The Schuman Declaration, presented by then-French Foreign minister Robert Schuman on May 9th, 1950, is considered as a stepping-stone of the European construction. From the European Coal and Steel Community, a “de facto solidarity” unifying several European countries after World War II, to the European Union gathering 28 Member States, the scope of Energy cooperation in Europe has drastically expanded. Celebrating Europe Day on this May 9, 2016 is thus a great opportunity to take stock of progress made in the creation of a European energy Union and assess the remaining key challenges for the future …
The emergence and development of the European Union, now composed of 28 Member States, have brought about the necessity for European leaders to cooperate towards a common energy fate.
The liberalization of the electricity market represented an important first step in this direction, enacted with the adoption of three energy liberalization directives respectively in 1996, 2003 and 2009.
European leaders pushed this energy fate forwards by setting a common direction, convening of common objectives to reach. Adopted by European leaders in 2007 and enacted in legislation in 2009, the 2020 “3x20” climate and energy package (20% emission reduction, 20% renewable energy, 20% energy efficiency) set three binding targets at the European level. This political commitment was renewed in October 2014 when EU leaders adopted a more ambitious 2030 climate and energy framework : 40% of CO2 emission reduction, 27% of renewable energy in the final EU energy consumption and 27% energy efficiency.
A common path paved by numerous obstacles
This attempt to build a European Energy Union has been undermined by challenges still to be addressed. Indeed, over the last years, short-term wholesale electricity prices felt drastically, as a result of a reduction in demand due to the economic crisis, the financially supported introduction of new low-carbon generation capacities with low variable costs, low commodity prices, and a very weak carbon price signal. They are now far below the long-term LCOE of conventional and RES power plants.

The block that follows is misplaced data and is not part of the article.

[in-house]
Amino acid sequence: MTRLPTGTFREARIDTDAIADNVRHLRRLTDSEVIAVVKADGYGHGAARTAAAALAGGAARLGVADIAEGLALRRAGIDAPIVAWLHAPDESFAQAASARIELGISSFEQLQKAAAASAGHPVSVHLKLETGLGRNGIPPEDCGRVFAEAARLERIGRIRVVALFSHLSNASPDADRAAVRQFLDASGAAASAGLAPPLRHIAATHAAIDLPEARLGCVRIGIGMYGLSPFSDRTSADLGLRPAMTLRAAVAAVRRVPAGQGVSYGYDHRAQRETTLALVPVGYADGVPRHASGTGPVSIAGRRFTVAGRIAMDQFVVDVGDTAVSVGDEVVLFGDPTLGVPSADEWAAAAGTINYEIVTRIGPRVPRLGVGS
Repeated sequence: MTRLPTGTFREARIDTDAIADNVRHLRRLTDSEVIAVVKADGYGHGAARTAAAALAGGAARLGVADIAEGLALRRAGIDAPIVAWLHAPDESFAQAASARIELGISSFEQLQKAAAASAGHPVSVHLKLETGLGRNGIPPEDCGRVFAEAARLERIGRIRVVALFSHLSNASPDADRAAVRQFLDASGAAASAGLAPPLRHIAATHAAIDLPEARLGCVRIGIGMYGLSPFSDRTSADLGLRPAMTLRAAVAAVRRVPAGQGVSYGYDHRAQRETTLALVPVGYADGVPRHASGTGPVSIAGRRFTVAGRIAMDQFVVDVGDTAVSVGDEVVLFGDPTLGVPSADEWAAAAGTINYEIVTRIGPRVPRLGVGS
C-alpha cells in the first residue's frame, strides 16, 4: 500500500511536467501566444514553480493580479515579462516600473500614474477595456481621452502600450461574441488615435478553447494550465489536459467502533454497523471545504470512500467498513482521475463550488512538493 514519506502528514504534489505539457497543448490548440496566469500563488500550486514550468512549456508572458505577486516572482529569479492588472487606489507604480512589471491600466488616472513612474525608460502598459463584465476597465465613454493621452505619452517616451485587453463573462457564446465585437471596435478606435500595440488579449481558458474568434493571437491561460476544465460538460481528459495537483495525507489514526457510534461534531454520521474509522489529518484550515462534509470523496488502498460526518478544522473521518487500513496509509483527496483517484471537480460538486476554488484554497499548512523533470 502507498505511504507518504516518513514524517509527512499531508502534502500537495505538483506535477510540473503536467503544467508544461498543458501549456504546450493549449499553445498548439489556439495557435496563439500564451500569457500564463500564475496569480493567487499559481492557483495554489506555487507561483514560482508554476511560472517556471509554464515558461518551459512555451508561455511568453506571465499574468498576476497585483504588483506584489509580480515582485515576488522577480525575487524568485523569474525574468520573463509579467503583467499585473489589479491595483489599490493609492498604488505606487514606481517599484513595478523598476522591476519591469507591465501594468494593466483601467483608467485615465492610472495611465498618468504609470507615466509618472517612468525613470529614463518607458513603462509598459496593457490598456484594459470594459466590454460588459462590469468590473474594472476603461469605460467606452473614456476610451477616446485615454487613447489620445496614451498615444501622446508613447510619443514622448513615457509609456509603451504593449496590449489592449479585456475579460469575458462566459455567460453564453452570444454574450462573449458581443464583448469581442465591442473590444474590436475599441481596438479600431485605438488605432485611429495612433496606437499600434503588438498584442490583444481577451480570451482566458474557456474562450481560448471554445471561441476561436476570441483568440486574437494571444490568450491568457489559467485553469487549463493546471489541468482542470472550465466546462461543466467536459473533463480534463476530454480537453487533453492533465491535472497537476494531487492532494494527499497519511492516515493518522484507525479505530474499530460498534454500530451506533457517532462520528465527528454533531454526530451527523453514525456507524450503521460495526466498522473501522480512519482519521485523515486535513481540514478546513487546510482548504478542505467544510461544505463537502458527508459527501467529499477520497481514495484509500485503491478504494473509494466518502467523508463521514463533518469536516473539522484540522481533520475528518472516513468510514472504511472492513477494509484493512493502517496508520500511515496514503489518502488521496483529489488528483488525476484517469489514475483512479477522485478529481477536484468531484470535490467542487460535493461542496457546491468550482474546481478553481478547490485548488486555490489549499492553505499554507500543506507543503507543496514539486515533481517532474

Some of these conditions affecting short-term energy only markets are persistent and bound to be exacerbated as the decarbonisation process moves forward. Scarcity pricing and the introduction of a liquid European intraday market are no-regrets reforms. However a market design relying only on short term prices and a poor CO2 price will fail to trigger an efficient investment path, for a secure European energy transition. Short term prices, which define the generator’s revenue and the consumer’s bill, are too volatile and sensitive to both macroeconomic indicators and public decisions.
2016, the delivery year of the European Energy Union
It is still time for Europe to provide an adequate answer to these challenges. The political commitment taken by European institutions in February 2015 to ensure a true European Energy Union, with « secure, affordable and climate-friendly energy », sends the right signal towards a more comprehensive approach. Expected to be the « year of delivery », 2016 will be the real test for the EU to meet the expectations it has raised. In order to do so, two measures should be considered a priority : a CO2 price in line with the EU climate policy ambitions, and the implementation of capacity mechanisms ensuring EU’s security of supply.
The leading role of the European Union in the adoption of the Paris Agreement has proven that Europe has the capabilities to lead (by example) the fight against climate change at the global level. By addressing the remaining challenges the European Union can therefore pave the way towards a sustainable, cost-efficient and secure Energy Union, making the most out of each Member State’s specifies and potential, to the benefit of EU consumers, and towards a common energy destiny.